Uncommon baselines in social justice

Leigh Torres, Assistant Professor, PI of the GEMM Lab, Marine Mammal Institute, Department of Fisheries and Wildlife, Oregon Sea Grant, Oregon State University

Writing a blog post this week that focuses on marine mammals seems inappropriate amidst the larger social justice issues that our country – and our global community – are facing. However, I have been leaning on my scientific background recently to help me understand these events, how we got here, and where we can go.  But first I want to acknowledge and thank the people on the front lines around the world who are giving a voice to this fight for equality. Equality that is deserved, inherent, and just.

There is a concept in ecology, and in particular in fisheries management, termed shifting baselines, which was developed by the brilliant scientist Dr. Daniel Pauly in 1995 (who, by the way, is a person of color but that’s not the point here). Shifting baselines has to do with how humans judge change based on their own experiences and perceptions, and not necessarily on objective data collected over a longer period than a lifetime. Over one generation, knowledge is lost about ‘how the state of the natural world used to be’, so people don’t perceive the change that is actually taking place over time.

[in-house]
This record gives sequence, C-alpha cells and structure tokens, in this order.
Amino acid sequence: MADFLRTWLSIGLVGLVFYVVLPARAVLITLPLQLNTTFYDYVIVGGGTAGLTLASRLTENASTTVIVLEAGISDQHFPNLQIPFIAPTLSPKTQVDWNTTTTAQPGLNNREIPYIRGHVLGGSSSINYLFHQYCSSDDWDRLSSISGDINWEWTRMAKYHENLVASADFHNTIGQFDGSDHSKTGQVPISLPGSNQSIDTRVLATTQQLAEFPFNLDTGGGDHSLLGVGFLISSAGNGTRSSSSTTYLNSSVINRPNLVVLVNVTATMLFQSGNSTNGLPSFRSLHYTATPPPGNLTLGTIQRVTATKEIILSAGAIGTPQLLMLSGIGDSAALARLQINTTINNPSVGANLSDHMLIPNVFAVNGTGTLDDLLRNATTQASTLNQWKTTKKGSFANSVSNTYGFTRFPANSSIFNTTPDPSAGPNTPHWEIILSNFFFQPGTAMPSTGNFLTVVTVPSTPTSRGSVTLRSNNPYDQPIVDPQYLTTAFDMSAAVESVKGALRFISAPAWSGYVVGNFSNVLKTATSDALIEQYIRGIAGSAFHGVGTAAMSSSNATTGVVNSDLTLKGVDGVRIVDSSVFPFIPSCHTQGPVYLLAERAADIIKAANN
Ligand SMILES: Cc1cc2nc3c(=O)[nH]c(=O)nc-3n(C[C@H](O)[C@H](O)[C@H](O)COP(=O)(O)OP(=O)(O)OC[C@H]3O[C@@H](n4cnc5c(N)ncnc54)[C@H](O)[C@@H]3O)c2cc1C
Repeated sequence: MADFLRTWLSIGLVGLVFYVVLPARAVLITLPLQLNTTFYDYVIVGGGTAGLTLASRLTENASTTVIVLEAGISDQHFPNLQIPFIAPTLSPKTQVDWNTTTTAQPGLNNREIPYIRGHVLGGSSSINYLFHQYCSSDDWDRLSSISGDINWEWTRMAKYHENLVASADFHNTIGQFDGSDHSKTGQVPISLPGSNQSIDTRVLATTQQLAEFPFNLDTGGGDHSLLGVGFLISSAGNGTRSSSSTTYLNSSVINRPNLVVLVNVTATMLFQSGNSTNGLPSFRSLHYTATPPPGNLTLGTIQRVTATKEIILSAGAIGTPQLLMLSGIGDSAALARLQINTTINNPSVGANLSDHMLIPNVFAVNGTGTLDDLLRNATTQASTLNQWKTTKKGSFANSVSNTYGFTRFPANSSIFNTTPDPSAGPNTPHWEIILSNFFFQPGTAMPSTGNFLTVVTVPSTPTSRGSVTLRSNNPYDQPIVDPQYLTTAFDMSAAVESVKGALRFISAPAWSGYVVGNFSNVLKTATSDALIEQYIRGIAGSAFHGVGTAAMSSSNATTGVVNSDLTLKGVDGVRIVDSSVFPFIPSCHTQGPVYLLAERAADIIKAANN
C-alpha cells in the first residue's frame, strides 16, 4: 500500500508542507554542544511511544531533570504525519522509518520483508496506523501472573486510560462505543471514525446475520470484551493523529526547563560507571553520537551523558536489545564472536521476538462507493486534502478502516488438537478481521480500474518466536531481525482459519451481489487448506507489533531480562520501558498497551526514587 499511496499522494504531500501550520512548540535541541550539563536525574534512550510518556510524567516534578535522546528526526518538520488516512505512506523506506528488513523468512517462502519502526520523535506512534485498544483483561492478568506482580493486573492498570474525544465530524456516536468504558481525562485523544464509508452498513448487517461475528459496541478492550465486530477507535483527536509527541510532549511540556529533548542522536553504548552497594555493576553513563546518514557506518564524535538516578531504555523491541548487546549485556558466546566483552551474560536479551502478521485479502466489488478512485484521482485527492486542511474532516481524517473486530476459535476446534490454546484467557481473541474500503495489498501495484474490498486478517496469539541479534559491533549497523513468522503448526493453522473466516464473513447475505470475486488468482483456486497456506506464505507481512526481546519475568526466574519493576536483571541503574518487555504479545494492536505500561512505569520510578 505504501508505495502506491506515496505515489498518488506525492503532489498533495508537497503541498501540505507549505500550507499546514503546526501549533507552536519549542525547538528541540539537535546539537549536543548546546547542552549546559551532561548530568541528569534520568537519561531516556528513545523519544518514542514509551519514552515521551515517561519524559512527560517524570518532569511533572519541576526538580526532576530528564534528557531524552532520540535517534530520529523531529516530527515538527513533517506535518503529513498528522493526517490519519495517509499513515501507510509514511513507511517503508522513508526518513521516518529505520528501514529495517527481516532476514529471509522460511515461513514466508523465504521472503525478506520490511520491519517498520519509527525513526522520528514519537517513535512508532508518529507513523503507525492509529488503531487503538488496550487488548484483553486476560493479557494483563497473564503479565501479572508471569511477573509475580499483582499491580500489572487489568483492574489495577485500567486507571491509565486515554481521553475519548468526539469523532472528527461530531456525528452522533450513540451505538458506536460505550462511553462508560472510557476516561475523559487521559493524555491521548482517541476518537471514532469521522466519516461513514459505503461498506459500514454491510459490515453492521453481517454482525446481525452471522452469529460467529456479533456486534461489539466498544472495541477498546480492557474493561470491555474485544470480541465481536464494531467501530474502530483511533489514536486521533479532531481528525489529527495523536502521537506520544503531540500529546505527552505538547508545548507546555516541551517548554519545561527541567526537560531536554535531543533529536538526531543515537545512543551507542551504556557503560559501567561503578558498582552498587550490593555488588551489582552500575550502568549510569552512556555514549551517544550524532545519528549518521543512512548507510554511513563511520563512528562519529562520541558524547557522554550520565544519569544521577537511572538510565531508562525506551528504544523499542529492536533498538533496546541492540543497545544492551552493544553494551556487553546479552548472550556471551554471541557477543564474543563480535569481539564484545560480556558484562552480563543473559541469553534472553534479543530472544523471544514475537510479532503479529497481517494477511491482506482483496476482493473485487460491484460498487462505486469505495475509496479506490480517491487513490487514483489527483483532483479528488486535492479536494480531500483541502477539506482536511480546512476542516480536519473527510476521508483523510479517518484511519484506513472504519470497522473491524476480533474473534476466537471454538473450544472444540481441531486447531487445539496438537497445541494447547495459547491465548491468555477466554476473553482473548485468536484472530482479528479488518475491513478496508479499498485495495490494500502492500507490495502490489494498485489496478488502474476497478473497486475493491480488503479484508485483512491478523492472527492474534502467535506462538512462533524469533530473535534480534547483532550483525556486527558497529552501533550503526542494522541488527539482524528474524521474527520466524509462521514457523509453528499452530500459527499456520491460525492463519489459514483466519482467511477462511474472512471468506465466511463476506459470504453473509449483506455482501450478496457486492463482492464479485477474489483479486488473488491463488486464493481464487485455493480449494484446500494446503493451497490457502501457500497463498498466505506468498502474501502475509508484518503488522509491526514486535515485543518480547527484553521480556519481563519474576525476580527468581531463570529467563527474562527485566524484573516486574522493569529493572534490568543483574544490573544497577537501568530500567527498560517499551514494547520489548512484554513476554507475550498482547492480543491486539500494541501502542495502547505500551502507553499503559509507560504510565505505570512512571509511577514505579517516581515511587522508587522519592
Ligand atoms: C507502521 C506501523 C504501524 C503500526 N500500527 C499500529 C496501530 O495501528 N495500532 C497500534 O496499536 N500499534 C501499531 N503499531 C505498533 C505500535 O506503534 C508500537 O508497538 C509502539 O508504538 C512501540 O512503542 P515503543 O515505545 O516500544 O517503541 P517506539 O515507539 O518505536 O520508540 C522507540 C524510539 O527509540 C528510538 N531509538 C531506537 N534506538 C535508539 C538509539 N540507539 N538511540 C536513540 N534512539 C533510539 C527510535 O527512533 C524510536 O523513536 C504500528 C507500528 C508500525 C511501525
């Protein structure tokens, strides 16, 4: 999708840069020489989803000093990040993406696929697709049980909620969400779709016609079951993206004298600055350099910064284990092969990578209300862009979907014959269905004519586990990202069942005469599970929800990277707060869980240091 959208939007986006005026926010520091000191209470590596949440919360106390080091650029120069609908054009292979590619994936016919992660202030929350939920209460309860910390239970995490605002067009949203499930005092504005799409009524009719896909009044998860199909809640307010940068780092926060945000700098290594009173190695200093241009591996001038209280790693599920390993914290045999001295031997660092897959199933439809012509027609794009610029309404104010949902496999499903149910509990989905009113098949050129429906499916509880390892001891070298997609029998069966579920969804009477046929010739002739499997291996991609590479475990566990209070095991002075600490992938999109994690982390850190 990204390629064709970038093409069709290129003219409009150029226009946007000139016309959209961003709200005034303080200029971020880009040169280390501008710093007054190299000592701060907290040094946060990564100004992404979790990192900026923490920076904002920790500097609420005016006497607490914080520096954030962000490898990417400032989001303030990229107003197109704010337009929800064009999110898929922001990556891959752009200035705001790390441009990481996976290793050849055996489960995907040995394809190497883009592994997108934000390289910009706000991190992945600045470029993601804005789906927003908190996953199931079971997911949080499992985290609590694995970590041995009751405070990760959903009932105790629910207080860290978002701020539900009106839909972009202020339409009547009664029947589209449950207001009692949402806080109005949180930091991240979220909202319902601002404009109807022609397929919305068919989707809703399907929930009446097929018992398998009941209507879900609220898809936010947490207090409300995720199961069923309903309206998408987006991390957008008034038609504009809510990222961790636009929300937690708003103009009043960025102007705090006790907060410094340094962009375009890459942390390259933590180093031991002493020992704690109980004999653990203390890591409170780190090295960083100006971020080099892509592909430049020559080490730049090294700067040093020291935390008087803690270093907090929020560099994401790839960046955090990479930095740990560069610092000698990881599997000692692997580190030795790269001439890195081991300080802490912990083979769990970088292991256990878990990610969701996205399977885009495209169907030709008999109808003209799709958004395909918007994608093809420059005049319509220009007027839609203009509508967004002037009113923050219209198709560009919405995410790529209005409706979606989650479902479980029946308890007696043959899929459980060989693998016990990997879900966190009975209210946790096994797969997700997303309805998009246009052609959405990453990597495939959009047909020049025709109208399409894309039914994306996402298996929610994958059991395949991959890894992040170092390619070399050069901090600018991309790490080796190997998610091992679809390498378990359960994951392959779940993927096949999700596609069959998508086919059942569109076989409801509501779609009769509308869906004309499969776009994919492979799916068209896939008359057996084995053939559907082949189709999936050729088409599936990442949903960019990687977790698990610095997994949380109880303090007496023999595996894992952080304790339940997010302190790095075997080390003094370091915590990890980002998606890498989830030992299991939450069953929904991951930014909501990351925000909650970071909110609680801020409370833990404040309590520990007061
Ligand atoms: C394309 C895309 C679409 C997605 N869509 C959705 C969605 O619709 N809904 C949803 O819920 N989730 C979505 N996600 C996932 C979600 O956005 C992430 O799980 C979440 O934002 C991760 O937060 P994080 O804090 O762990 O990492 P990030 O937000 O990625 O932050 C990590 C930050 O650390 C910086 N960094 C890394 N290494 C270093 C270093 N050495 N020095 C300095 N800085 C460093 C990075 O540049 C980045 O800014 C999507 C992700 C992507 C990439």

This article has a nice description of the shifting baseline theory: …due to short life-spans and faulty memories, humans have a poor conception of how much of the natural world has been degraded by our actions, because our ‘baseline’ shifts with every generation, and sometimes even in an individual. In essence, what we see as pristine nature would be seen by our ancestors as hopelessly degraded, and what we see as degraded our children will view as ‘natural’.

The concept of shifting baselines explains so much about why convincing policy makers to protect natural resources is challenging. People with short-term goals (political election cycles) and short-term memories don’t see the long-term trends of environmental degradation.

This week I have been thinking about how the concept of shifting baselines can also be applied to the social injustice we are grappling with today and for centuries. Yet, rather than shifting baselines, its more akin to uncommon baselines.